A lot! It was at the end of 2017; my album came out and two weeks later I had all my medical school exams. I’ve been on tour in America and I was touring Australia that month. I was working on maximum capacity. I was also in a long-term relationship that was coming to its natural end. There was this person that I’ve known for quite a while, I had dinner with her and in the midst of all this stuff I was sitting across the table from her and the short version is that we fell in love very quickly and very dramatically. It was a real turning point in my life. I came out of a relationship with a man after a couple of years, I was 25, so it was a strange thing to be re-evaluating my identity. It was against the backdrop of Australia debating the same-sex marriage vote. Altogether, it was this big wall of adrenaline and confusion. It went on for a few weeks and I had a flight to Europe to go on tour for three months. In everyday life you can often run away from your thoughts, but on a long-haul flight – especially from Australia, where everything is far away – there is no way to escape. That’s when I thought about writing this record about this amazing period of touring the world, which I’ve never done before, and coming to terms with this new side of my identity. I’m a very reflective person, I know myself very well. And that’s one thing I struggled with most that I sat on that plane and thought, “Holy shit, I didn’t know much about me at all”. That was quite an uncomfortable feeling. I had a massive nervous breakdown on the plane, and I went to the bathroom to literally get my shit together. I went back to my seat and I scribbled all these words. That was the beginning of the record.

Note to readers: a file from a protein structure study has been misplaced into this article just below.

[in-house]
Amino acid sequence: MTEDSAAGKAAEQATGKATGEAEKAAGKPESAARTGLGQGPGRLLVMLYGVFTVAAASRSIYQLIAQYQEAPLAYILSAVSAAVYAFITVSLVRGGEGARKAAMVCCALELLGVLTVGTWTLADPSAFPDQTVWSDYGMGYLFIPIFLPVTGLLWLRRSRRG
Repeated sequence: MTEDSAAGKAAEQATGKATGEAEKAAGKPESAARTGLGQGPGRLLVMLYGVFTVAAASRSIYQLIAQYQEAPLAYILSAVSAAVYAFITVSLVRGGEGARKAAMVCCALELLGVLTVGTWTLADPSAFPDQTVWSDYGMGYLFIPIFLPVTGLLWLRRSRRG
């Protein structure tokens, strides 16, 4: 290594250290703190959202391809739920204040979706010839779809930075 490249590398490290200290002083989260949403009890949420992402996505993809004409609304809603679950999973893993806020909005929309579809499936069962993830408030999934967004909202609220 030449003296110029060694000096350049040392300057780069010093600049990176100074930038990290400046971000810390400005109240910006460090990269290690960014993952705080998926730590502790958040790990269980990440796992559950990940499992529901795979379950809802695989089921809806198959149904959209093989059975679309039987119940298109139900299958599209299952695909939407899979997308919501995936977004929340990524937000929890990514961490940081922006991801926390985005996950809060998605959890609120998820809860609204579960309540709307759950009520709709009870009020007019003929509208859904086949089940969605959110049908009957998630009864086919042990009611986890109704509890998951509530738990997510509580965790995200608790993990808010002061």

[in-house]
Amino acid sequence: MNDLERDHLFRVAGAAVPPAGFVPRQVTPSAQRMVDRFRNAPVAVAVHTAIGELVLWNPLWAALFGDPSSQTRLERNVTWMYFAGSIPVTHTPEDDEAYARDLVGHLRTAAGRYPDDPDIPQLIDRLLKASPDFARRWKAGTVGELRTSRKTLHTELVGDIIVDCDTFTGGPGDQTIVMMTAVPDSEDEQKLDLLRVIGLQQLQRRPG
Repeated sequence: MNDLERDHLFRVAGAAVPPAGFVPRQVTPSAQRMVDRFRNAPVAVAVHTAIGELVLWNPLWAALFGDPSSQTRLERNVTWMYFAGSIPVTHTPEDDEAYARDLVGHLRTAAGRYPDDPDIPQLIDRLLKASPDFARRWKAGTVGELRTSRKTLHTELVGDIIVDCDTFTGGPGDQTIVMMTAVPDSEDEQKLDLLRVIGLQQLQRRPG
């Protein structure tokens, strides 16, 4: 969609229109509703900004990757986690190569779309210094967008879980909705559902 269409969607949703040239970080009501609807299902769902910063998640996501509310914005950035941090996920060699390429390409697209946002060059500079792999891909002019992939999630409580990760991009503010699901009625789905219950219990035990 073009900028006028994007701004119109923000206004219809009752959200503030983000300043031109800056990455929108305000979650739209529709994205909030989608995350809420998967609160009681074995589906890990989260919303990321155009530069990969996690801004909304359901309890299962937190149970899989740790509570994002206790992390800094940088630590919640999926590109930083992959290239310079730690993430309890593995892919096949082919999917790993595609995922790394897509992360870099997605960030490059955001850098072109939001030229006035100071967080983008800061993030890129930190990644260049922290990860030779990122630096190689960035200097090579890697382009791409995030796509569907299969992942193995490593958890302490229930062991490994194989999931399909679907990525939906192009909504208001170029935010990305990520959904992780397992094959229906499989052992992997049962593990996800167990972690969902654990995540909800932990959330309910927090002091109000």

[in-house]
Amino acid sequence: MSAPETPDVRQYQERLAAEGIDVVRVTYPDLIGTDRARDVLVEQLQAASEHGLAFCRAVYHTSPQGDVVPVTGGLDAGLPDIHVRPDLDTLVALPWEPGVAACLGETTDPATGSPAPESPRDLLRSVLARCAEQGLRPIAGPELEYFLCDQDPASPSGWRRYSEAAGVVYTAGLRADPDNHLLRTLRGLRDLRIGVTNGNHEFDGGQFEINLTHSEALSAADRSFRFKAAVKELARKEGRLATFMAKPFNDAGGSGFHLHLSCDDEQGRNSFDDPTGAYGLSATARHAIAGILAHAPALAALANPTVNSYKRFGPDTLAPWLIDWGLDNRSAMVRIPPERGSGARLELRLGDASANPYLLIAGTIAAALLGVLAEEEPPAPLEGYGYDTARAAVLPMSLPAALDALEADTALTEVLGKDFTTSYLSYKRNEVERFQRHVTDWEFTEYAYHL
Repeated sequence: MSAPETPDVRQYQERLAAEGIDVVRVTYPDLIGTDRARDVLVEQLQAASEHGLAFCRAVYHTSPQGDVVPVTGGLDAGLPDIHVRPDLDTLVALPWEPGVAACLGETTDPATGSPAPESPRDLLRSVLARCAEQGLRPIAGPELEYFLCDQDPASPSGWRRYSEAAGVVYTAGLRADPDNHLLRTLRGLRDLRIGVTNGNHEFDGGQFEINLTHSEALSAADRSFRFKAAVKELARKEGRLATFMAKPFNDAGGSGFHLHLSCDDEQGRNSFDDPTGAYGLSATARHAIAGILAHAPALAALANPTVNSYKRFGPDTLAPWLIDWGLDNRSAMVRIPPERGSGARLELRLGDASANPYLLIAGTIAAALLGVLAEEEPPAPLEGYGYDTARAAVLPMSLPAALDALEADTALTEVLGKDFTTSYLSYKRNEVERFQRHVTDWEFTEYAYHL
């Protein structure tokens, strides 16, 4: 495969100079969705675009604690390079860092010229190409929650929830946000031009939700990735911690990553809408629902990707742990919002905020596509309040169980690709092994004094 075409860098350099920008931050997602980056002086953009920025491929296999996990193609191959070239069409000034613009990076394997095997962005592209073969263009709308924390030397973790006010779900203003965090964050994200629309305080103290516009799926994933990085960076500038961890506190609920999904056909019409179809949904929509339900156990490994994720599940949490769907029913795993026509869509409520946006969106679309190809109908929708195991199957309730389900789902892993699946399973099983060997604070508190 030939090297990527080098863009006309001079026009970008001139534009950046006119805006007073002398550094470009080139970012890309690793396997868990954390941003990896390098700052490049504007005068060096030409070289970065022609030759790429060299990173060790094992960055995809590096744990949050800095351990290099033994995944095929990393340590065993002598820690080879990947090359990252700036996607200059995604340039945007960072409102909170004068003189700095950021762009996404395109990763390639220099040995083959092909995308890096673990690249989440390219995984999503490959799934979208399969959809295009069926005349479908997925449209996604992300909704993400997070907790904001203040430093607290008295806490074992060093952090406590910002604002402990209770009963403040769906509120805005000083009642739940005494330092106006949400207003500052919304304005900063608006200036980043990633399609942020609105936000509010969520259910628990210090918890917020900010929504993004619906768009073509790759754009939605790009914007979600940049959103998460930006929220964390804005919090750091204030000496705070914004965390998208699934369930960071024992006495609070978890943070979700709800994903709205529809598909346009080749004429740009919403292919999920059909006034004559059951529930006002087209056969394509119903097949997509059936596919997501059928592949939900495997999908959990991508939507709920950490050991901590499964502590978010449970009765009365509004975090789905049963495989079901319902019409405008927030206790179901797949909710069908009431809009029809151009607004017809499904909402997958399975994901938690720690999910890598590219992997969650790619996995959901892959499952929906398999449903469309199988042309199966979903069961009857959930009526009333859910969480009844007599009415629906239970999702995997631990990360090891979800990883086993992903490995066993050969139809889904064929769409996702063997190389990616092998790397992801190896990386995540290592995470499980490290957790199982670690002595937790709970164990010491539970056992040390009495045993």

It’s an interesting process to feel isolated, even from yourself, and at the same wanting to communicate this to people through music, which is very public. How does that go together?
If I’m perfectly honest, that’s something I feel pretty anxious about. I’m a very private person. When it was initially happening, I thought about the songs as being private to me and when I put things into my songs, I think no one will pick it up, although it’s blatantly obvious. I’m still working out what parts of that story I take for myself and what parts I need to share for the whole thing to make sense. One thing I keep coming back to are the 12-, 13-, 14-year-old queer kids or kids that don’t know how they feel. I think if I were that age, I would have wanted to hear a story like this. That you can be however old and come to terms with this massive new part of your identity and be okay as long as you stay true to the core parts of who you are. That there are people who accept you, no matter what. Queer stories are becoming more and more visible, but for a long time they haven’t been. Younger kids don’t have a lot of role models. This record is not about that, it’s not about gay rights, but the core of it is just acceptance and accepting yourself. Showing yourself to others, risking that they might not accept you, but hoping that they will. Being vulnerable and brave.